Art in the Park a success
July 10, 2005
Christopher Fry is not sure what prompted him to sit down one day and start carving spoons.
He collected the wood to build a guitar, but instead, he started carving a cooking spoon at his wife’s request. It took two weeks and a pack of Band-Aids to finish, Fry said.
That was 4 1/2 years and thousand spoons ago.
On Sunday, Fry watched from his tent as a constant stream of customers shuffled through hundreds of spoons on display at the 31st annual Art in the Park.
Jen Jones, marketing director for the Steamboat Springs Arts Council, called Fry’s spoons one of the new favorites at this year’s Art in the Park.
The Louisiana artist said his work has become so popular that he quit his job as a construction manager two years ago and has been carving spoons full time since then.
Seventy percent of his spoons “never see the inside of a pot,” Fry said. But he insists they were built to be used and that each one is intended to fit someone’s grasp.
Some of the wood he uses comes from his 40 acres in Denham Springs, La. Other spoons are made of wood found along the shores of the Mississippi River.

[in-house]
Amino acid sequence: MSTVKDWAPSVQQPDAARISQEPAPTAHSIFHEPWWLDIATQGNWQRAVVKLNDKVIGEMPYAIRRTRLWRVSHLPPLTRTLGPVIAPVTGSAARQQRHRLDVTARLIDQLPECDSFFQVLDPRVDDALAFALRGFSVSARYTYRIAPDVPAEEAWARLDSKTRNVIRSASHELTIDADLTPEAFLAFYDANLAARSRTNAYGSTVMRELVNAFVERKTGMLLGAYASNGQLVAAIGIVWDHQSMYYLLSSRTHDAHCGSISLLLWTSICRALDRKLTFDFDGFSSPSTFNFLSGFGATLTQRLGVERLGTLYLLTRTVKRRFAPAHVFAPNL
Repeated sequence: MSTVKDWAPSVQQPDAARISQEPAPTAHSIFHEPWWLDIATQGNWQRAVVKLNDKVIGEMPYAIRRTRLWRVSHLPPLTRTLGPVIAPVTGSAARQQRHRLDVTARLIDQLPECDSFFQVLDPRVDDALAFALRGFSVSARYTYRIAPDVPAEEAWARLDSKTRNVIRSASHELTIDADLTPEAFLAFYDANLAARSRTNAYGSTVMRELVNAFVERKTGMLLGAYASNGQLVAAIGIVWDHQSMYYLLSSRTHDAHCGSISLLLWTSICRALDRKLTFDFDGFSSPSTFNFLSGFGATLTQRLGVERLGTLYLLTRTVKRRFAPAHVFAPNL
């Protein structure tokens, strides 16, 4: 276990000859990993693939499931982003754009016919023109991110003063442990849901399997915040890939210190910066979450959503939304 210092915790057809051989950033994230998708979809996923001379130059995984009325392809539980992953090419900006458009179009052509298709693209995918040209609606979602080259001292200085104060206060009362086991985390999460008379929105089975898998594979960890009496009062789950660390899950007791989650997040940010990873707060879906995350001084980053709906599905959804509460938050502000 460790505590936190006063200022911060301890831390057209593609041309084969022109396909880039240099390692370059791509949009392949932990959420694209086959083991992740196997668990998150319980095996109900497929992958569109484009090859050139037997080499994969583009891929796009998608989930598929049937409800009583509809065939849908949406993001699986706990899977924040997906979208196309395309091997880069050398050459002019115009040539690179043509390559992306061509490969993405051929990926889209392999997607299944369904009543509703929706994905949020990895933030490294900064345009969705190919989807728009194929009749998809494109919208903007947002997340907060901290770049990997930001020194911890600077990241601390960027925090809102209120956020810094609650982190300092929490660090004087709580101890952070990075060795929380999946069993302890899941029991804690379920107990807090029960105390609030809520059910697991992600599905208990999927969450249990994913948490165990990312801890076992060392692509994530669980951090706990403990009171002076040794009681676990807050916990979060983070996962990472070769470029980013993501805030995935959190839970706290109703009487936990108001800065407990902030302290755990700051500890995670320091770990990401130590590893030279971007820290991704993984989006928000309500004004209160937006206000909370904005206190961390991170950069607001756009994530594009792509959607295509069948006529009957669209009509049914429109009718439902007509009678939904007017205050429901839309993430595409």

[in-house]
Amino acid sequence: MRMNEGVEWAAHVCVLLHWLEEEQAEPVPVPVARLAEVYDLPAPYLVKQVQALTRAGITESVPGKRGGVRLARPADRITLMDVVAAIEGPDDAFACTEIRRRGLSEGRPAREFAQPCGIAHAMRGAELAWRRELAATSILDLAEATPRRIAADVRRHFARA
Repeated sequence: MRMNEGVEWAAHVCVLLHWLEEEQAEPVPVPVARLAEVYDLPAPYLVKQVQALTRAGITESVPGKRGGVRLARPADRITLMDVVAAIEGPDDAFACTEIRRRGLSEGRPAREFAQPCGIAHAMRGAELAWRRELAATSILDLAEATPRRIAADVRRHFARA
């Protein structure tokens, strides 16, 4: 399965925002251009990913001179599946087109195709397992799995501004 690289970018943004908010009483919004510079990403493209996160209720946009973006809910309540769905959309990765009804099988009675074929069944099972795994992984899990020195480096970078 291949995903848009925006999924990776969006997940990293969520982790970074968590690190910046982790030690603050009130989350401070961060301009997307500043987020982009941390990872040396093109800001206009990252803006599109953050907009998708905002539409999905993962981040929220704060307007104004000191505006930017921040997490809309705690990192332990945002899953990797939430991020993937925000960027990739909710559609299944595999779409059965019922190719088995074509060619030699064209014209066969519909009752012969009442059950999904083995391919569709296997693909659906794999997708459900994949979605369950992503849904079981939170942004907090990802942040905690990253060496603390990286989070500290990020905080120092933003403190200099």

“We live 40 miles from the Mississippi River, and every kind of log in the world washes up in Baton Rouge,” he said.
Fry heard about the Steam–boat show from friends in northern Louisiana who have attended in past years. Fry and his family are making the trip part of their summer vacation, and they intend to tie their stop in Steamboat into a series of art shows ranging from Taos, N.M. to Spearfish, S.D.
By Sunday afternoon, Jones was calling Art in the Park a success, with the weather holding up all weekend and 135 vendors in place. The show had about 20 local vendors, most of whom were new.
With a mixture of jewelry, paintings, photographs, metal yard work and clothing, Jones also said the vendors represented a lot of diversity. The number of visitors also was high.
“It is one of the best shows we have had in years as far as attendance and just the quality of the show,” she said.
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